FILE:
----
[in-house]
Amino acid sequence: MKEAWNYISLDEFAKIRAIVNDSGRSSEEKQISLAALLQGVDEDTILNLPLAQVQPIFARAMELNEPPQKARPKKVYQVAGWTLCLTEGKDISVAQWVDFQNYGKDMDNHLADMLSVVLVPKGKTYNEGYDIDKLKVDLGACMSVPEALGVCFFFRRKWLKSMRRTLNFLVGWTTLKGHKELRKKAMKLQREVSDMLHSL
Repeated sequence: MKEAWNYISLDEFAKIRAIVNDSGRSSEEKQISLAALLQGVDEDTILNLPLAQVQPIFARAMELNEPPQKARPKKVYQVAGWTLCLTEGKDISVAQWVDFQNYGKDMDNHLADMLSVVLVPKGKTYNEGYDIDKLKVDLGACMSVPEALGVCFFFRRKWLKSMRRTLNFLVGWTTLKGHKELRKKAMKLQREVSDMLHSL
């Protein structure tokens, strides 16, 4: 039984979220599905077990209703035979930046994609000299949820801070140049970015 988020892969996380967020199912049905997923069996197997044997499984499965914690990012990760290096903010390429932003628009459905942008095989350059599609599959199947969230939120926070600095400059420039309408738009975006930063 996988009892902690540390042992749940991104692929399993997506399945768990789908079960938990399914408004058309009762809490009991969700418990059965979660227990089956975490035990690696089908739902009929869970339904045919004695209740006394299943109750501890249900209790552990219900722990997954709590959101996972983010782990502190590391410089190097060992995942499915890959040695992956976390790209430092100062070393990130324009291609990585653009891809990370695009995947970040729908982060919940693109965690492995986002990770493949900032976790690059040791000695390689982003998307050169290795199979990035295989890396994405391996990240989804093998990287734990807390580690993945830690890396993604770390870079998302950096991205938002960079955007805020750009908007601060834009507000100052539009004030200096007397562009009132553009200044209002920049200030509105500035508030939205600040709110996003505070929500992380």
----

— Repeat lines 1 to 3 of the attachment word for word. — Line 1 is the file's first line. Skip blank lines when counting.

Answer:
[in-house]
Amino acid sequence: MKEAWNYISLDEFAKIRAIVNDSGRSSEEKQISLAALLQGVDEDTILNLPLAQVQPIFARAMELNEPPQKARPKKVYQVAGWTLCLTEGKDISVAQWVDFQNYGKDMDNHLADMLSVVLVPKGKTYNEGYDIDKLKVDLGACMSVPEALGVCFFFRRKWLKSMRRTLNFLVGWTTLKGHKELRKKAMKLQREVSDMLHSL
Repeated sequence: MKEAWNYISLDEFAKIRAIVNDSGRSSEEKQISLAALLQGVDEDTILNLPLAQVQPIFARAMELNEPPQKARPKKVYQVAGWTLCLTEGKDISVAQWVDFQNYGKDMDNHLADMLSVVLVPKGKTYNEGYDIDKLKVDLGACMSVPEALGVCFFFRRKWLKSMRRTLNFLVGWTTLKGHKELRKKAMKLQREVSDMLHSL